Learn With Us, week of September 8

Compost and Soil
Saturday, September 14⋅10:00 – 11:00am
Durham Garden Center, 4536 Hillsborough Rd, Durham, NC 27705
COMPOST & SOIL: The science, the mystery, the magic.
This talk will address local soil issues and how such challenges can be overcome with information gleaned from soil testing as well as proper and timely amendments. The basics of successful composting and vermicomposting will offer tips on how to transform food scraps, leaves, clippings and other organic materials into a nutrient-rich soil conditioner that will benefit your lawn and gardens. Simple composting practices and procedures available to all will also be covered.

Free/Registration required

Contact: 919-384-7526 or http://www.durhamgardencenternc.com

Sign up at the store, online or by phone
Include the seminar title and full name(s) of persons attending

Soil Makes a Difference

by Andrea Laine, Extension Master Gardener Volunteer

I used to call myself a flower gardener, but nowadays I feel more like a soil gardener. I credit the master gardener training program for my transformation. I was blissfully ignorant before I learned how important soil is to gardening success. Well, perhaps not blissfully, but ignorant nonetheless. I am now convinced that if there is a silver bullet to successful gardening, creating great soil is a strong contender.

My transformation began with a soil test in fall 2014. A soil test chemically measures soil elements essential to plant nutrition, including phosphorus and potassium, and makes recommendations of lime and/or fertilizer. The test also measures the soil pH.

Soil Report

When you have your soil tested, you receive a report that details what amendments you need to make in order to satisfy the types of plants you intend to grow in the area from which you took the sample. I sampled an 800 square-foot area along the north border of my property that is already home to four mature trees, three rhododendron, two camellias and one Japanese holly. For several years, the area has been mulched annually with pine straw. I plan to add more rhododendron, camellia sasanqua and viburnum shrubs and perennials to this shady border. Thus, I had the soil tested for Crop 1 – Azalea/Camellia and Crop 2- Mountain Laurel/Rhododendron.

The landscape bed in early 2015.

The optimum pH range for azalea and rhododendron is 4.7 to 5.3. The soil report showed 5.7, which means my soil was not acidic enough for the garden I wanted to grow. Acid-loving plants may not grow or flower well in higher pH soils. And, indeed, the existing rhododendrons and camellias had hardly flowered at all. Not being in tune with my soil and its needs, I had guessed too much shade or too much heat was to blame, conditions that were largely beyond my control.

My soil was also deficient in phosphorus (P) and potassium (K). The agronomist’s report recommended 16 pounds of an acid-forming 5-10-10 fertilizer.

Amending Soil

The following spring I set out to make things right. First I picked up bushels of pinecones and raked away all the pine straw. I cultivated the soil by hand using a pitch fork to overturn it as deep as I was able, which was just two to four inches suggesting the soil had become compacted. (I was not surprised; it had not been turned over in at least 15 years.) Along the way I removed rocks of all sizes and encountered many roots. It was physically hard work. I consulted a few landscapers about doing the work for me, but none were interested. Then the hot summer months arrived and I lost interest in working outdoors.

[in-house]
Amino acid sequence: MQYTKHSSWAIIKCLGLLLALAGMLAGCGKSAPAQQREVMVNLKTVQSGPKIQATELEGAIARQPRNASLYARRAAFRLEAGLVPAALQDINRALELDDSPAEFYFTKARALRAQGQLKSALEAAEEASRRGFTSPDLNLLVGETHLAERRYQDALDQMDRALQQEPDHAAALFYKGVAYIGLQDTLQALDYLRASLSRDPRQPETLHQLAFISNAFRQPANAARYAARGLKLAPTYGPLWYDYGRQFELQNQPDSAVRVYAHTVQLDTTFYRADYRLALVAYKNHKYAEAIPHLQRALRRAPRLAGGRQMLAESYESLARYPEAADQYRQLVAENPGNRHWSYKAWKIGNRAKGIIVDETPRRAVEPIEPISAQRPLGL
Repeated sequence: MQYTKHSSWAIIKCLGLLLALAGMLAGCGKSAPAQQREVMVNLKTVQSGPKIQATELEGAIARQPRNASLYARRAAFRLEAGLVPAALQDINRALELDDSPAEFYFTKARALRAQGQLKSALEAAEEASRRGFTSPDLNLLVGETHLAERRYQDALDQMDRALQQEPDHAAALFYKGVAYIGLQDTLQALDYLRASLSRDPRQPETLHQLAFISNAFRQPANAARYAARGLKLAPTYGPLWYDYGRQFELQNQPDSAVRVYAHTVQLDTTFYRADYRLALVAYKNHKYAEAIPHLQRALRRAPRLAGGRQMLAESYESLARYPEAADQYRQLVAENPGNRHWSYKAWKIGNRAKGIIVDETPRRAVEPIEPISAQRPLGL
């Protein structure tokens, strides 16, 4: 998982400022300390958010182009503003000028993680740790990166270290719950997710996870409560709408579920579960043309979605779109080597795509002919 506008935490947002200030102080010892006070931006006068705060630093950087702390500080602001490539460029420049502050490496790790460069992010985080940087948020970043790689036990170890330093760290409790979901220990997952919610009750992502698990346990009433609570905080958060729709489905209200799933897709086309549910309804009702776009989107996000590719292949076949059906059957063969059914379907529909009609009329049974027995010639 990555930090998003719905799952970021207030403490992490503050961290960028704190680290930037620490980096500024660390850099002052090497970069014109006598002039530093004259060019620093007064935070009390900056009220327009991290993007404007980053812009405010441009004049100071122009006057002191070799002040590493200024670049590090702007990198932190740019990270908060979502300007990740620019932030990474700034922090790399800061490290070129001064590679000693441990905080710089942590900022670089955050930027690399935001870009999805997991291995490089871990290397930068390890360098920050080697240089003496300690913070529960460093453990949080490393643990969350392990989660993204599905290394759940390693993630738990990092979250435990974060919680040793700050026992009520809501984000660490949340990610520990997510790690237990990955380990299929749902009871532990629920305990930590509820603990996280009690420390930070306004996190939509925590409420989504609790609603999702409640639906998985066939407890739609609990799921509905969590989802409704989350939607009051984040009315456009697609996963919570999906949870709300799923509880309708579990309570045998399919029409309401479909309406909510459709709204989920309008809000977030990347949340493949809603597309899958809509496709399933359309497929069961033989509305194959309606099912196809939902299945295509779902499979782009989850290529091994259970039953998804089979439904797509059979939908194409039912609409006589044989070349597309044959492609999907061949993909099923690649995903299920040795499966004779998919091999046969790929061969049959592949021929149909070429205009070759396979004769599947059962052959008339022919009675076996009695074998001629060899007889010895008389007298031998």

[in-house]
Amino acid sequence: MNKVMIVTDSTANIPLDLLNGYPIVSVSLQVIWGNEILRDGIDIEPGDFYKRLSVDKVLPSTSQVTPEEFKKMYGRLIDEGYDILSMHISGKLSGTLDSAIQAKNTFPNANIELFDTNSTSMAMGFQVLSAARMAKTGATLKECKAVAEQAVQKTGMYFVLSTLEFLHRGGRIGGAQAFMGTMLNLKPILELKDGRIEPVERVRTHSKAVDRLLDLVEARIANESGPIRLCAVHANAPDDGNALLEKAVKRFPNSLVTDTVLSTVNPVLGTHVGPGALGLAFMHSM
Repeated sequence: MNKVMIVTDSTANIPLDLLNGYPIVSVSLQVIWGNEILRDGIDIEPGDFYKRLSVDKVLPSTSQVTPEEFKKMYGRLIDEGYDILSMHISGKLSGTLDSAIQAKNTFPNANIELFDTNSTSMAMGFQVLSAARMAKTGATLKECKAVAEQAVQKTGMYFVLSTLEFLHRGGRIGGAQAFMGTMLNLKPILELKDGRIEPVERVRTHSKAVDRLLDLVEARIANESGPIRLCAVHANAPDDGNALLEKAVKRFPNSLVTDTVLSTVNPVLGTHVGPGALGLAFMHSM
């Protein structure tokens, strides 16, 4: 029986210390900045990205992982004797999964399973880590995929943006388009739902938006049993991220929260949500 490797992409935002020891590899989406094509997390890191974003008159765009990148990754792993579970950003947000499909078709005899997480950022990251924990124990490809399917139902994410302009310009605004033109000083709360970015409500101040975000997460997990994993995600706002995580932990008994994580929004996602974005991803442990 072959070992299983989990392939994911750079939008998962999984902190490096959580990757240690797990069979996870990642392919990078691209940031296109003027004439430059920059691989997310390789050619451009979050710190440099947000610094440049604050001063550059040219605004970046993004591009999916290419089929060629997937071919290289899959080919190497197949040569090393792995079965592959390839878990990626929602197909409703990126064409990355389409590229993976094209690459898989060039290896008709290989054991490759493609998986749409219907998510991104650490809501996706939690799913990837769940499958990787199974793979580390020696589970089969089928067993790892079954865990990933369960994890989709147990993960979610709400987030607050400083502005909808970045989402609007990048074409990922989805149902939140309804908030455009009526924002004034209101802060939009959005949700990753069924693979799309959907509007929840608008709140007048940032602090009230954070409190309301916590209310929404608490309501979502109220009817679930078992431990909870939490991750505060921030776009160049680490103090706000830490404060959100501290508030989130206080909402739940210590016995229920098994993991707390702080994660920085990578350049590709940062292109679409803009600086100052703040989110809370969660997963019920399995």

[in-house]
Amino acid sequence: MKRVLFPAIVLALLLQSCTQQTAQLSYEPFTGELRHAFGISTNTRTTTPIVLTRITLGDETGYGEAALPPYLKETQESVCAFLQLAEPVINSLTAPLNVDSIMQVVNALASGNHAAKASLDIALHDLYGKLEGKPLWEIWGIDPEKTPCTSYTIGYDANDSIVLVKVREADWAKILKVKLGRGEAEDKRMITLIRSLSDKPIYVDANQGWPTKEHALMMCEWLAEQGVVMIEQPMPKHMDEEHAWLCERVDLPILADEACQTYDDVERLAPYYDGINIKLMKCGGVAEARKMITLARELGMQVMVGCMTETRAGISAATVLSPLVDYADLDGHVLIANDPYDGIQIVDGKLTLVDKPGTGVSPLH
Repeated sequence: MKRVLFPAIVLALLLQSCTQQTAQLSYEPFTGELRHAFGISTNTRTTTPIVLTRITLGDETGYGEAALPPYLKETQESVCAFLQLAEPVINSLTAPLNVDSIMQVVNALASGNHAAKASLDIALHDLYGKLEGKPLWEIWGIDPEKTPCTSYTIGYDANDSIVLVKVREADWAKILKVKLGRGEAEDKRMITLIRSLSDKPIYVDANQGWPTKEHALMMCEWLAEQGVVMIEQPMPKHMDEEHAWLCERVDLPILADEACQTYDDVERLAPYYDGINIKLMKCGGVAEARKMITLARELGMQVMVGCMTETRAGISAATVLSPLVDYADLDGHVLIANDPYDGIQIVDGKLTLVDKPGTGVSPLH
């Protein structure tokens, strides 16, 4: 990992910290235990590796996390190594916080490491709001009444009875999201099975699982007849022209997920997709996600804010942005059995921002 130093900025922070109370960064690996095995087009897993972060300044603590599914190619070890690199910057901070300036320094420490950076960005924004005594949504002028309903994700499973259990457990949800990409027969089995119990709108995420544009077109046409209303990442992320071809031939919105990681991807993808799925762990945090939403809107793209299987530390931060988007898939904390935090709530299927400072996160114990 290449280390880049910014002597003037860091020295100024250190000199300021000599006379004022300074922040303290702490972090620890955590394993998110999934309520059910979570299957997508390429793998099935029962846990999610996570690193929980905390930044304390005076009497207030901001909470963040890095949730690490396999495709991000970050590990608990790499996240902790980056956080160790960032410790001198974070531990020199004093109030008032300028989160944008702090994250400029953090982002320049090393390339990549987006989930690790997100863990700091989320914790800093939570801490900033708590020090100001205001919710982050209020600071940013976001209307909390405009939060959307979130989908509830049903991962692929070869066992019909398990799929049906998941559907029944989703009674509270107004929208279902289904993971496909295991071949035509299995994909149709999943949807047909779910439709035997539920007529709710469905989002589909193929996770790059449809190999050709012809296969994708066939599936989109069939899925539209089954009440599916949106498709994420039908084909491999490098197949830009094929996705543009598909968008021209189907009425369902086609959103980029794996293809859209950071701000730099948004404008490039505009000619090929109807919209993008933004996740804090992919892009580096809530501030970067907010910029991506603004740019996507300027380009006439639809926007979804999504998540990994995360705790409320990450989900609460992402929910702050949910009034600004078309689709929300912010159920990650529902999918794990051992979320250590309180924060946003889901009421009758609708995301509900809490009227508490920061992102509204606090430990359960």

Cultivating a mature landscape bed by hand was hard work. I struggled to penetrate compacted soil, made contact with many tree roots, and excavated these rocks

In October 2015 the camellias, which had a few blooms each in recent years, burst forth with a plethora of pale pink, fragrant blooms. Up to this point, the only change I had made was turning over the soil surrounding these shrubs. What a difference it made! (Sadly, I do not have a photo.)

Ideally, soil is composed of 50% solid materials (45% mineral particles and 5% organic matter, roots, humus, organisms), 25% water and 25% air. Roots grow best in soil with a balance of moisture, air and mineral particles. My camellias’ roots may have been starved of air or moisture.

I resumed my DIY project with renewed enthusiasm. I laid down a couple inches of composted wood chips in the area around the six existing shrubs and gently worked it into the soil. The chips were made from maple trees felled by an ice storm in winter 2013. (I did not put down pine straw in 2015 or 2016.) In March 2016, a three-inch commercial mulch of pine bark fines and compost in a 50/50 mix was applied to the area.


In April, the garden rewarded me with vibrantly beautiful spring blooms. I counted more than 30 flower clusters on just one rhododendron. New shoots are also growing from the base of the trunk.


rhodie bloom a









Absent a soil report, I doubt I would have gone to the trouble I did to improve my soil. And I am not finished yet. Organic matter is dynamic – bacteria and microorganisms break it down over time—so it must be replenished periodically. It’s been almost two years since I had the soil tested. Given the changes I have observed, I will have the soil tested this summer and again a few months after applying fertilizer. I will not add new shrubs to the area until I have successfully lowered the soil pH, something I cannot know without a soil test.   

Do as I Say, Not as I Do